13. Thanks for your feedback men. I didnt know, that i mislead about the genre. "Orchestral/Cinematic Music Composition" would be better ?
  14. sprotz

    Worst time of your life as an indie

    GMS? Game Maker Studio? I used Game Maker 8. I had no choice at the time (2008)
  15. I agree, the label horror music doesn't seem to fit the music you've presented here. Perhaps a certain kind of game with a somewhat spooky atmosphere but not true horror... like an FPS with zombies. But when you consider real hallmarks of video game horror like Silent Hill or Resident Evil - this feels like a different style. This feels more like Ghost n' Goblins. More action oriented instead of creating suspense, which so many horror film OST do well. I hope that makes sense. Compare your music to The Ring - This is Going to Hurt with the tension and unease the music portrays. And that ragged, uneven cello playing and how creepy - getting right underneath your skin. Even less horror but more mystery in the Sixth Sense soundtrack: Even the songs that have more groove still have a bit more tension and leave more space. Like this cue in Silent Hill 3 OST: And some of it doesn't even have to really resemble "music" like much of the original Silent Hill OST does: Outside of the game, it's really hard to even listen to. But while in the game, it makes the experience so complete and creepy. It works beautifully. My advice is to spend a bit more time studying horror OST for both films and games and seeing if that's truly the kind of label and music you want to create. If not - that's totally fine! Labeling your music effective is highly important! If you get off from that by too much it can set up poor expectations of possible clients or even poor communication with current clients. I hope that helps.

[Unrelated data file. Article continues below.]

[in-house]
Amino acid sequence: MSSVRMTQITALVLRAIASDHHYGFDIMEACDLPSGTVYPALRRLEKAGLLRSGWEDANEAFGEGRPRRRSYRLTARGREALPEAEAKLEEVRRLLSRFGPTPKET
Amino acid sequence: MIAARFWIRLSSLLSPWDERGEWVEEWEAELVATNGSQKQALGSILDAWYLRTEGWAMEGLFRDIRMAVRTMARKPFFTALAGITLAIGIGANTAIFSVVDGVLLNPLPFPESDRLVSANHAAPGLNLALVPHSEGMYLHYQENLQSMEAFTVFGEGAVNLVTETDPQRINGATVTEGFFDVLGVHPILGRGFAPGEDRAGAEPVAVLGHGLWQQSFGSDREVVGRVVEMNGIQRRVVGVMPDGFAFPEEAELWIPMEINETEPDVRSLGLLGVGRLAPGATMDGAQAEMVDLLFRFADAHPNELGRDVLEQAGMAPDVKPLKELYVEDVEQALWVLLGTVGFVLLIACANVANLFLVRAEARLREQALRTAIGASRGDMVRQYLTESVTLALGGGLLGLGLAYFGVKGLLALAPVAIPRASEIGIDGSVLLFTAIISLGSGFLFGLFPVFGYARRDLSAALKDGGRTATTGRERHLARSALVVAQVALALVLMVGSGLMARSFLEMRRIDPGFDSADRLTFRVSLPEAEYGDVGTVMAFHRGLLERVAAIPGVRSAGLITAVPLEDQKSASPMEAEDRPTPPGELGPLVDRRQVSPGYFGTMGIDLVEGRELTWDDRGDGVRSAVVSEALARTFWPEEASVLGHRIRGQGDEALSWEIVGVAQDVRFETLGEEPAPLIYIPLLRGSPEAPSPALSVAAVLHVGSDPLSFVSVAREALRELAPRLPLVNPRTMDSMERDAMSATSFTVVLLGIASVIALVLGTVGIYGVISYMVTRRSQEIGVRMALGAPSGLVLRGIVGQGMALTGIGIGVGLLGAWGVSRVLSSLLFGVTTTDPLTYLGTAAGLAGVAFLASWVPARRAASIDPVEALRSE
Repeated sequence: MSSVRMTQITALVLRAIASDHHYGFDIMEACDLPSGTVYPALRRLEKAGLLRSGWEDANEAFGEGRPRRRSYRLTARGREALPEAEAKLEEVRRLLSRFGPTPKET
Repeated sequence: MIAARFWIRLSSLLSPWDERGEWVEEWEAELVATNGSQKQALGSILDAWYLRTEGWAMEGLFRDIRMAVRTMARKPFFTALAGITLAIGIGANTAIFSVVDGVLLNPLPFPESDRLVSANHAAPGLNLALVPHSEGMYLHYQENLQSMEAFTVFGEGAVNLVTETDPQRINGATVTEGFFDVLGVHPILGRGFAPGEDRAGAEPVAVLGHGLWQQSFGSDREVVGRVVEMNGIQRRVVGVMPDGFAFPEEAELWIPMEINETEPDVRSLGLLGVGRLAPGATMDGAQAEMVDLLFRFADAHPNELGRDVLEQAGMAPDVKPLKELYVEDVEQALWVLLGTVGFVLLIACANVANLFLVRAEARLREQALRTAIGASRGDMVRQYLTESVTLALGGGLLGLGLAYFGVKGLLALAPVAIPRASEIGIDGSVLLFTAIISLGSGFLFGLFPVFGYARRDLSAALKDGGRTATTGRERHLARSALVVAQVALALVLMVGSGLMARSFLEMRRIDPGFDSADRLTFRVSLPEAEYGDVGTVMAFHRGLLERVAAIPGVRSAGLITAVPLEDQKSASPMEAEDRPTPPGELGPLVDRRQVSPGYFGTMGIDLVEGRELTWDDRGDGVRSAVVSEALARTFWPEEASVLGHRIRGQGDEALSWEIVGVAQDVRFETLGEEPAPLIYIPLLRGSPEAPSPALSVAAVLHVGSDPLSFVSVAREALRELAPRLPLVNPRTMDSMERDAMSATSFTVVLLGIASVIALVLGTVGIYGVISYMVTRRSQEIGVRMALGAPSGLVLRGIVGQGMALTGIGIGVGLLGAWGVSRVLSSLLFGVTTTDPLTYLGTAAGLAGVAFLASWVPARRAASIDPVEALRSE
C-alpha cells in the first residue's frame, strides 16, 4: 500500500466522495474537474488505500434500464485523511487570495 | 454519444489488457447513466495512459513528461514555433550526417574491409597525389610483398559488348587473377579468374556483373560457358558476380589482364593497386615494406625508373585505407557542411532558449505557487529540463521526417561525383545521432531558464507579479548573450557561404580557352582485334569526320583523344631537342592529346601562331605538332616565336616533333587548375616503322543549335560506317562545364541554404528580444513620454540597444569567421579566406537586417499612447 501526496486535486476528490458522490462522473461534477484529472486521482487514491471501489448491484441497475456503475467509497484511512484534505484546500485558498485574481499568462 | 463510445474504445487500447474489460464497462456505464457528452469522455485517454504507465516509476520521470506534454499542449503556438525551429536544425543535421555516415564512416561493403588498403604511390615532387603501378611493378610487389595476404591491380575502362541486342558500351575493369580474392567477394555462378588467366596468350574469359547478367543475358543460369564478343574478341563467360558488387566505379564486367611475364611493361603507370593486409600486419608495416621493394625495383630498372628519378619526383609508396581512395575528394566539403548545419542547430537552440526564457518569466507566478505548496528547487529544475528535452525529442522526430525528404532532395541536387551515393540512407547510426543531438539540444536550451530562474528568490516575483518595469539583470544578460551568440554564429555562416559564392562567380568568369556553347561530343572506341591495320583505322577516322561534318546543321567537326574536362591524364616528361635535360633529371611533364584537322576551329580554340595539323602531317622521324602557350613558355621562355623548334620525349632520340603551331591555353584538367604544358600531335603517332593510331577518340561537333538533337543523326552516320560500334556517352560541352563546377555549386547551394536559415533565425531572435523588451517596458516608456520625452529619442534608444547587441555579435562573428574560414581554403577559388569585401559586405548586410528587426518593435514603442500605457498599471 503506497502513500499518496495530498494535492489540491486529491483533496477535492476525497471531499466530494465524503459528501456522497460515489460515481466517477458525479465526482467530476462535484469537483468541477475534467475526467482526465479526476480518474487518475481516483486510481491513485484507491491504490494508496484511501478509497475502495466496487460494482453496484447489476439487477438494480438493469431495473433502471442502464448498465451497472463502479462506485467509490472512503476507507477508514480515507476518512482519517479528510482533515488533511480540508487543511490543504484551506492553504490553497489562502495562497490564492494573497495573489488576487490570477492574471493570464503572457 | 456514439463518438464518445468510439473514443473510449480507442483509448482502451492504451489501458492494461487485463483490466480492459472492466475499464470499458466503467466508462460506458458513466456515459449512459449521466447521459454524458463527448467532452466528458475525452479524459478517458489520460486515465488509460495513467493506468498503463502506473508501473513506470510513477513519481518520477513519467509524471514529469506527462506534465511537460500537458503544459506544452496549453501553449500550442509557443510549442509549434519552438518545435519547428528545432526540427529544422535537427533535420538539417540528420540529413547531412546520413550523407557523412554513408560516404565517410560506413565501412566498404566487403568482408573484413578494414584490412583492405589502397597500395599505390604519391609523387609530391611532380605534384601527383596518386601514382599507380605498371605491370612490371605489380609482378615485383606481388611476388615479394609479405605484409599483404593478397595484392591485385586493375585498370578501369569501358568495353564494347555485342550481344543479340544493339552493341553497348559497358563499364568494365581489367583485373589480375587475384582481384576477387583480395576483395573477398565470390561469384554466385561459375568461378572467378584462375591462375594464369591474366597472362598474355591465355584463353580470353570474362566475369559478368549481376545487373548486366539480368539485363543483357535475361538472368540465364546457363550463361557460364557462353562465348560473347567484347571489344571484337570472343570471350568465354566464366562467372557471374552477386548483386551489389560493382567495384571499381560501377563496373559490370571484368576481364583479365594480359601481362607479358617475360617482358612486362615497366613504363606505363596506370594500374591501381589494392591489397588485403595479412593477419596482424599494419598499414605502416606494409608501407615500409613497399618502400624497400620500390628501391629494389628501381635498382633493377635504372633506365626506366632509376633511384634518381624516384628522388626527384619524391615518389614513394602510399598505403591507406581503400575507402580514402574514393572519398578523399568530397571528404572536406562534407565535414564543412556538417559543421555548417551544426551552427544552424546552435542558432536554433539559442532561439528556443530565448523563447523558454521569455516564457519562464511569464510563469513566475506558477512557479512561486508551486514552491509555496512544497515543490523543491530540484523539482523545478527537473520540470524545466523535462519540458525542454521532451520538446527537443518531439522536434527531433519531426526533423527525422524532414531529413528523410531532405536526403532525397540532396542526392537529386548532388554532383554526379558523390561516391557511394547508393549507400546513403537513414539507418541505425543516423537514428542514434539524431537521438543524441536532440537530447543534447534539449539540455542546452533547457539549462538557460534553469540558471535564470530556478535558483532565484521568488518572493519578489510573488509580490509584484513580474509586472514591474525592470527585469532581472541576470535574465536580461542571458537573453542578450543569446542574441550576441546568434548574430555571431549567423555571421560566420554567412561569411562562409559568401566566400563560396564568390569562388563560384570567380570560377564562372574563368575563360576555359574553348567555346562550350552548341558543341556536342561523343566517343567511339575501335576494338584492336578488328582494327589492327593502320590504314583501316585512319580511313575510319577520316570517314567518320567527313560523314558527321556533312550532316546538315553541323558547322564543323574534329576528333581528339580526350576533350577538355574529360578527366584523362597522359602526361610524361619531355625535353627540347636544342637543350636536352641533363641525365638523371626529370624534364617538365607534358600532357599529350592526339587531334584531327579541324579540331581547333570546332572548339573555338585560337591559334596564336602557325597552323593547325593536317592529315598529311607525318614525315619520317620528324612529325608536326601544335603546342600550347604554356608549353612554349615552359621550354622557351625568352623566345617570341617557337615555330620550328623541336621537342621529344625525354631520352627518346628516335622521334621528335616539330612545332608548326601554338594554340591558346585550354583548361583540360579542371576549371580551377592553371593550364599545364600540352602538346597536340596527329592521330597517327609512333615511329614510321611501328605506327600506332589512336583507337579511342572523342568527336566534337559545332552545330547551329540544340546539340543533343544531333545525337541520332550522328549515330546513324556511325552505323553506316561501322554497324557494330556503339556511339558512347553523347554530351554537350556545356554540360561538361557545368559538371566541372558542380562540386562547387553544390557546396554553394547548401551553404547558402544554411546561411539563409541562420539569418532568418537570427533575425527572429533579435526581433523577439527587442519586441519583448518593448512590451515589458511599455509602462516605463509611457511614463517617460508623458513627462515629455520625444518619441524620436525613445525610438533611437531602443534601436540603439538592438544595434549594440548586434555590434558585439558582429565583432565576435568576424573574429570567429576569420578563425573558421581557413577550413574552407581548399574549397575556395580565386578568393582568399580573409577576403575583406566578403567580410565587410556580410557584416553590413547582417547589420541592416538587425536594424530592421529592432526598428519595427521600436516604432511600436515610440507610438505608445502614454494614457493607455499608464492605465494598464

16. DarkRonin

    Worst time of your life as an indie

    Actually, the 3D performance in GMS is exceptional. I have managed to do some pretty complex things and keep the frame rate above 1000 FPS. But yes, if your objective is a 3D game, GMS is a very poor choice for a 3D engine.
  17. jbadams

    Worst time of your life as an indie

    I mean, it's an explicitly 2d engine, bit of an odd technology choice for a 3d game... Kind of impressed you managed to make a full 3d game with it, but poor performance should probably be expected in that scenario.
  18. sprotz

    Worst time of your life as an indie

    It was right after the development of my first 3D game 'Gangs of London' which right after release, it got abysmal reviews. It could barely run on some PCs and was not even playable on most. It had an average framerate of 4fps thanks to game maker's incompetent 3D engine and the models were indeed poor. All those four months of development including the modelling of a huge but largely empty world boiling down to this. The later game "Gangs of New York" was a significant improvement but still laggy, also using game maker's engine.